[25th Sunday of Ordinary Time, Year B, Sept 20, 2015 / Wis 2:12, 17-20 / Ps 54:3-4, 5, 6-8 / Jas 3:16—4:3 / Mark 9:30-37]
THE boxer Muhammad Ali’s famous catch phrase was “I am the greatest!” Today in the Gospel (Mark 9:30-37) the disciples are arguing among themselves who is the greatest. Man desires to be great, to do great things. To be great you need to be ambitious. In your company if you want great sales, you need to have an ambitious program. There is no greatness without ambition. Jesus once told some disciples, “You will see greater things than this!” How great to be ambitious not just for money or worldly power but for the kingdom.
Recently we hosted a prayer meeting for teenagers and it was encouraging seeing so many saying there greatest desire was “to be a better person.” For sure if Jesus calls us to follow him it is to because he wants us to become great: to be great in love, to be great in taking risks for the gospel, to be great in peace, kindness and forgiveness. In a word, great in doing good.
As the Church document Optatam totius reminds us, the moral life is to reflect the greatness “of the calling of the faithful in Christ and the obligation that is theirs of bearing fruit in charity for the life of the world.” Wow! What a great perspective. It is not just to say, “I am not a bad Catholic I have not killed anyone” but it is to do great things with all the faith and love we have in Christ.
It is interesting–the context of the discussion of greatness of the disciples. Immediately beforehand Jesus had been explaining his passion and death, how much he would suffer: “The Son of Man is to be handed over to men and they will kill him, and three days after his death the Son of Man will rise.” But the disciples did not get it. In-stead they were thinking of worldly greatness and ambition. In Shakespeare’s play we find Macbeth lamenting, “I have no spur to prick the sides of my intent, but only vaulting ambition which o’erleaps itself and falls on th’other.” (Macbeth, Act 1, Scene 7) Macbeth talks of worldly ambition, using the metaphor of jumping onto a horse so en-thusiastically that he falls onto the other side. Macbeth’s worldly ambition is so great he is prepared to kill to get what he wants.
The letter of James states, “Where do these wars and battles between yourselves first start? Is it not precisely in the desires fighting inside your own selves? You want something and you lack it; so you kill. You have an ambition that you cannot satisfy; so you fight to get your way by force. It is because you do not pray that you do not receive; when you do pray and do not receive, it is because you prayed wrongly, wanting to indulge your passions.” (James 4:1-3) We pray for a great score in the exam – ok, then study! We desire to be great preachers of the Word of God – ok, so prepare well your talk.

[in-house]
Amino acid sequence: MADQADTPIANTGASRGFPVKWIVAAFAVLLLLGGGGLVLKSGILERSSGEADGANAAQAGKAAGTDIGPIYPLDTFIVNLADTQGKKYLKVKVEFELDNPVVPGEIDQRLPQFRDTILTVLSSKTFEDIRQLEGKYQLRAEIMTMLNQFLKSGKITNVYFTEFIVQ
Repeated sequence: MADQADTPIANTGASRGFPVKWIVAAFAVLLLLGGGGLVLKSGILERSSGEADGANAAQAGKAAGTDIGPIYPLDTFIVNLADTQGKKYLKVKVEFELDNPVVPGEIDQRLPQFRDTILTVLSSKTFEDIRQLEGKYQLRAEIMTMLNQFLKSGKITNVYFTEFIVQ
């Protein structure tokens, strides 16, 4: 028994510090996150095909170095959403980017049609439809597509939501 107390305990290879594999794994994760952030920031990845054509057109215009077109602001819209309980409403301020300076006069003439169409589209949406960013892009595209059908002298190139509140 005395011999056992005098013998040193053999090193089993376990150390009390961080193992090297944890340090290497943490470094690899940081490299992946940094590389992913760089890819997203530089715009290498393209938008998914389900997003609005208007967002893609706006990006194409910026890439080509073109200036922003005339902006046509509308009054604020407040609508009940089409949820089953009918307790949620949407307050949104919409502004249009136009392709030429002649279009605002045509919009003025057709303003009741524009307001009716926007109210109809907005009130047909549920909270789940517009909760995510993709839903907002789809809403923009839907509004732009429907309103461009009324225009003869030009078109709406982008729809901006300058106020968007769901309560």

Jesus shows the disciples the real way to greatness. He sits down, tells them, “If anyone wishes to be first, he shall be the last of all and the servant of all,” then welcomes a child and says, “Do this in my name.” He does not quench the Spirit of greatness in his disciples but orients it. He shows that greatness is achieved through small steps. Often you can gaze and dream about future greatness and lose sight of the vital steps to get in the here and now. When I win the lottery I will give millions to the poor. But generosity is not improvised! If you cannot feed one hundred, then just feed one!
How can we be sure that all we need will lead us to the greatness of the Kingdom and not be led astray by worldly ambition and desire? Jesus tells us, “Whoever receives one child such as this in my name, receives me.” Whatever we do to do it “in the name of Jesus,” to do it as U2 would sing “in the name of love.” To do everything offering it through Him, with Him, in Him, always abounding in energy for the Lord’s work, being sure that in the Lord none of our effort is wasted. (1 Corinthians 15:58). Of course we need great projects for the Lord to fire up all our imagina-tion. As St John Leonardi wrote, “Great works are accomplished only by great men, and great men should be in-volved in great works.”
Let us ask Mary our Mother for guidance, for she was able to be faithful to the small steps but never losing sight of the big picture: “He has looked with favor on his lowly servant but generations will call me blessed!”